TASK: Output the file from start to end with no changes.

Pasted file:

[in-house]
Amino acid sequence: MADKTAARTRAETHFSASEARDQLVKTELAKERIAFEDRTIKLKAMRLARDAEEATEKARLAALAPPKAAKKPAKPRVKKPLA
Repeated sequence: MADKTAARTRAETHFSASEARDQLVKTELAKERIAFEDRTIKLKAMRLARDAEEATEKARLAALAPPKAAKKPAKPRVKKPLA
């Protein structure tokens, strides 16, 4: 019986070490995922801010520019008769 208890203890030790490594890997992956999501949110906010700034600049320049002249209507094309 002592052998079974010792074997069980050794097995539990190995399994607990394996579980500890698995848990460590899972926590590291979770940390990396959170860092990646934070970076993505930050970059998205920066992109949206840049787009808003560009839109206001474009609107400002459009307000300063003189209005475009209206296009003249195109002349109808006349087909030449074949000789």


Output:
[in-house]
Amino acid sequence: MADKTAARTRAETHFSASEARDQLVKTELAKERIAFEDRTIKLKAMRLARDAEEATEKARLAALAPPKAAKKPAKPRVKKPLA
Repeated sequence: MADKTAARTRAETHFSASEARDQLVKTELAKERIAFEDRTIKLKAMRLARDAEEATEKARLAALAPPKAAKKPAKPRVKKPLA
């Protein structure tokens, strides 16, 4: 019986070490995922801010520019008769 208890203890030790490594890997992956999501949110906010700034600049320049002249209507094309 002592052998079974010792074997069980050794097995539990190995399994607990394996579980500890698995848990460590899972926590590291979770940390990396959170860092990646934070970076993505930050970059998205920066992109949206840049787009808003560009839109206001474009609107400002459009307000300063003189209005475009209206296009003249195109002349109808006349087909030449074949000789």